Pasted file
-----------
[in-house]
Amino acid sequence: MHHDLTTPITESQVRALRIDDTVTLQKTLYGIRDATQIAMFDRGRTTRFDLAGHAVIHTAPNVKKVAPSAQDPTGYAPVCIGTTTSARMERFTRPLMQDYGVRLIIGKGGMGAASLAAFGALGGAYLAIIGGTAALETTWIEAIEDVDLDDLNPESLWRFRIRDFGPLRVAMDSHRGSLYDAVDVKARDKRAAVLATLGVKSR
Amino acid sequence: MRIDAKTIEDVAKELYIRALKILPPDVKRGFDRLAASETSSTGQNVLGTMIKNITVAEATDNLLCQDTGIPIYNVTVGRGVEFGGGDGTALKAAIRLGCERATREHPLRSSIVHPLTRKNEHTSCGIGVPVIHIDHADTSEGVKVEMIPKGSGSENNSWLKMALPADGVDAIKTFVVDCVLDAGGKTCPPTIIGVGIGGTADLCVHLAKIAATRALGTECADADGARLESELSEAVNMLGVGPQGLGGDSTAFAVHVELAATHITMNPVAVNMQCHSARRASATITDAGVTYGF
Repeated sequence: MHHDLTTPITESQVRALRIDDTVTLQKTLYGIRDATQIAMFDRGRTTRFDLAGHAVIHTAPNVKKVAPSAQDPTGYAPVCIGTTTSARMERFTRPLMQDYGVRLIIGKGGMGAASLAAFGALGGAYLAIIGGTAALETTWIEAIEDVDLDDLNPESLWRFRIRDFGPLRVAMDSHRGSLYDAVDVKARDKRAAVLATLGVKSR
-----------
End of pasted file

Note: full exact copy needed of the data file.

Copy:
[in-house]
Amino acid sequence: MHHDLTTPITESQVRALRIDDTVTLQKTLYGIRDATQIAMFDRGRTTRFDLAGHAVIHTAPNVKKVAPSAQDPTGYAPVCIGTTTSARMERFTRPLMQDYGVRLIIGKGGMGAASLAAFGALGGAYLAIIGGTAALETTWIEAIEDVDLDDLNPESLWRFRIRDFGPLRVAMDSHRGSLYDAVDVKARDKRAAVLATLGVKSR
Amino acid sequence: MRIDAKTIEDVAKELYIRALKILPPDVKRGFDRLAASETSSTGQNVLGTMIKNITVAEATDNLLCQDTGIPIYNVTVGRGVEFGGGDGTALKAAIRLGCERATREHPLRSSIVHPLTRKNEHTSCGIGVPVIHIDHADTSEGVKVEMIPKGSGSENNSWLKMALPADGVDAIKTFVVDCVLDAGGKTCPPTIIGVGIGGTADLCVHLAKIAATRALGTECADADGARLESELSEAVNMLGVGPQGLGGDSTAFAVHVELAATHITMNPVAVNMQCHSARRASATITDAGVTYGF
Repeated sequence: MHHDLTTPITESQVRALRIDDTVTLQKTLYGIRDATQIAMFDRGRTTRFDLAGHAVIHTAPNVKKVAPSAQDPTGYAPVCIGTTTSARMERFTRPLMQDYGVRLIIGKGGMGAASLAAFGALGGAYLAIIGGTAALETTWIEAIEDVDLDDLNPESLWRFRIRDFGPLRVAMDSHRGSLYDAVDVKARDKRAAVLATLGVKSR